Documentary was once seen as the castor oil of cinematic genres: it was supposed to be "good for you," but it didn't taste very good. Aside from the fact that this just wasn't true -- the adjectives "boring" and "dutiful" applied equally to many dreary fiction films -- today documentary might be the coolest cultural form around, and new digital technologies are part of the reason documentaries are connecting with new audiences in innovative ways.
Documentary films, at their very best, are exemplars of cinematic storytelling -- astonishing, delighting, inspiring and enlightening us, and doing so in ways fiction can't, by framing real life in ways we haven't considered before.
Although some broadcasters have abandoned documentary in favour of reality television (which is akin to giving up a great painting for a really bad photocopy of it), audiences haven't. They've embraced documentaries wherever they can find them: at one of a burgeoning number of documentary film festivals, at commercial cinemas (including Toronto's Bloor Hot Docs Cinema, now dedicated to the form), on Netflix and iTunes, in hybrid forms at unconventional venues (like the recent Massive Attack V Adam Curtis show, a "total experience" that blends huge documentary projections, concert-scale musical performance, and volume), and, yes, even in church basements and community centres, which are able to tap into a vast collection of films via the Web and cheaper digital formats.
When I joined the National Film Board of Canada in 1981, the technology for making and showing documentaries hadn't changed in decades: cumbersome, if much-loved, 16mm film. You could come to one of dozens of NFB free-loan 16mm film libraries and borrow a print in a battered metal can--you know, to show the film at home on that bulky, complicated and noisy 16mm projector you no doubt kept in your living room...
Actually, to get our films in front of audiences in the pre-Internet, pre-video, pre-film festival era, we had to "put on a show," and make use of every venue we could think of. And I learned first-hand, after threading the projector and turning down the lights, about the transformative power of documentary, especially when audiences were given a platform for discussion afterwards. Such screenings are often catalysts for social-change movements, providing the spark, the distilled understanding of a complex issue, that documentary is so good at providing.
While nothing quite beats experiencing a film with a live audience, the platform for collaboration and discussion is now, literally, in our hands. We are in a new golden era for documentary, but we haven't quite realized it yet. Take the Web, interactivity, photography, animation, text, video, elements of games and art installations, put them all in the hands of documentarians, and you have the interactive documentary, a new form that connects instantly with unlikely viewers all over the world, people who might not have "documentary" at the top of their wish lists but who are attracted to the new, the relevant, the exquisite. As Tom Perlmutter, Chairperson of the NFB, noted in a recent presentation at the prestigious Future of Storytelling conference in New York, digital technologies "have shifted the terrain [of storytelling] in ways we are only beginning to understand."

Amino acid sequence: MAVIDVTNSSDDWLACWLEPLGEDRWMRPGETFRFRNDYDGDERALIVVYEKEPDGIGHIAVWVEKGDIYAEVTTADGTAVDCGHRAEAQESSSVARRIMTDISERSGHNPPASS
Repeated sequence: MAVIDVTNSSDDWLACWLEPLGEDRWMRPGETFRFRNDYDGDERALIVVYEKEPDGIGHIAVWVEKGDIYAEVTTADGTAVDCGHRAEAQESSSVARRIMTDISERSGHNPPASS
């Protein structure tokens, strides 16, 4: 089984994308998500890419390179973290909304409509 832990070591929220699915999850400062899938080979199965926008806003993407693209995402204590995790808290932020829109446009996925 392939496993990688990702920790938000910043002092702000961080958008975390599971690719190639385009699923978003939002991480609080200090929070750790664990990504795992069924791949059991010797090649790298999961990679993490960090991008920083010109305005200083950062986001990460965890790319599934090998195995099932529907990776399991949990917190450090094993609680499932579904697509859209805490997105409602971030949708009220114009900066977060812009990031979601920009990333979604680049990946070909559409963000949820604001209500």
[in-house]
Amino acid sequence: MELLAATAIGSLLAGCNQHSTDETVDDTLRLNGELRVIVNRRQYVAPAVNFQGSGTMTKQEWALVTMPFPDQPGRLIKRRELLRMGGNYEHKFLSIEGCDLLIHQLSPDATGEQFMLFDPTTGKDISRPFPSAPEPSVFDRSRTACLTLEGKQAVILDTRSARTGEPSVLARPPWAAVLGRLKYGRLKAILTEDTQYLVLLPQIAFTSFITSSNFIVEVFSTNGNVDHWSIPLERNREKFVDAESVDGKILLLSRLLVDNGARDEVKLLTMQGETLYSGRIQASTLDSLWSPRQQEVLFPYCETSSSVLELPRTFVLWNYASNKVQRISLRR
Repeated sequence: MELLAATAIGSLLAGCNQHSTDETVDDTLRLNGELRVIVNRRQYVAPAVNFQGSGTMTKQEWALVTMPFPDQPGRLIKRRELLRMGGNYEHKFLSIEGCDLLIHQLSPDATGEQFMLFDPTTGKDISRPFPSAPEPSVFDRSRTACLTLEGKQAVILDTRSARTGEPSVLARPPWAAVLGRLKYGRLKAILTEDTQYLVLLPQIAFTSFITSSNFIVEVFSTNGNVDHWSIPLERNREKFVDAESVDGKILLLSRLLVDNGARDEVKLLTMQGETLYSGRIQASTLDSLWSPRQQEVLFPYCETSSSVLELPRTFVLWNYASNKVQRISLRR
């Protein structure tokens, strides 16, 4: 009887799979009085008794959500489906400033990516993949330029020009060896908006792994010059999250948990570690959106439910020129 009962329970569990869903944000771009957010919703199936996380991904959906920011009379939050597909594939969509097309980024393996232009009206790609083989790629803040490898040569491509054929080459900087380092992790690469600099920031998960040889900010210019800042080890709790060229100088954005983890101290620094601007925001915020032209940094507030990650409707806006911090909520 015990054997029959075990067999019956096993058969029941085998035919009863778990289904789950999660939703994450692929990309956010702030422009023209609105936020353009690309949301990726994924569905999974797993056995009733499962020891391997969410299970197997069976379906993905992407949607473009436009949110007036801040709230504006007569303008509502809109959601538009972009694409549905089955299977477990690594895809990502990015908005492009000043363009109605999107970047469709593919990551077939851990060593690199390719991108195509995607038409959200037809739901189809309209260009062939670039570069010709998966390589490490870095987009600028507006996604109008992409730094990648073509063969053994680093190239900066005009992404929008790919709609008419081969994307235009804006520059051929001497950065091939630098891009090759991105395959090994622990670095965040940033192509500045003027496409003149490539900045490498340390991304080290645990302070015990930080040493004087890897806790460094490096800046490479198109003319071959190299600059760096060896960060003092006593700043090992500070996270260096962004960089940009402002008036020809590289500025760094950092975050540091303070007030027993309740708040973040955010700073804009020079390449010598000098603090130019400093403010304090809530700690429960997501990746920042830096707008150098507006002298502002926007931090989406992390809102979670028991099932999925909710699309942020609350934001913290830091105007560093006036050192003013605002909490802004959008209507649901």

There's no fixed format or storytelling language for these online documentaries yet, and that's exciting.
The possibilities are drawing in great documentary filmmakers as well as newcomers: Web developers, graphic artists, animators, photographers and the like. This isn't a movie playing on YouTube; this is a new blend of forms that demands that you lean in, participate and perhaps even contribute to a project's content and to the debate surrounding it. In fact, according to M.I.T. professor William Uricchio, documentary has been at the forefront of cinematic innovation since the days of silent cinema. And now there are free, simple online tools like Zeega that empower you to make an interactive doc without even picking up a camera.
At the NFB, such interactive documentaries as The Last Hunt, Bear 71, A Journal of Insomnia, Waterlife and HIGHRISE present content in non-linear ways, making connections between lives and issues that aren't obvious, pushing the genre in new directions, and winning international acclaim along the way, from Webbys to Canadian Screen Awards to an Emmy.
As it turns out, international audiences really like Canadian stories. Who knew?
In HIGHRISE (directed by Katerina Cizek), a multi-year, many-media international project that looks at how people live vertically, we've taken a "platform-agnostic" approach, using the means, technologies and formats most suited to the particular stories we're telling. In our most recent HIGHRISE production, A Short History of the Highrise, produced with the New York Times Op-Docs section, we've drawn from the incredible riches of the Times's still photography archive of six million images, animating photos and using rhyming narration and the voices of Canadian singers Feist and Cold Specks to create three short films and a completely integrated interactive experience--a visual footnoting, if you will--to recount 2,500 years of highrise history. And several thousand Times readers submitted their own photos as well, forming the basis of a fourth film and interactive piece about the highrise as home.
I've always felt that documentaries, unlike journalism and current affairs, are at their best when they show us something that's right before our eyes but that, for want of the skills of a great filmmaker and generous and collaborative participants, we just haven't been able to perceive and understand. News stories need a "hook." Documentary makes its own. And now more and more people are able to make their own documentaries. That's going to take us all to some interesting places.
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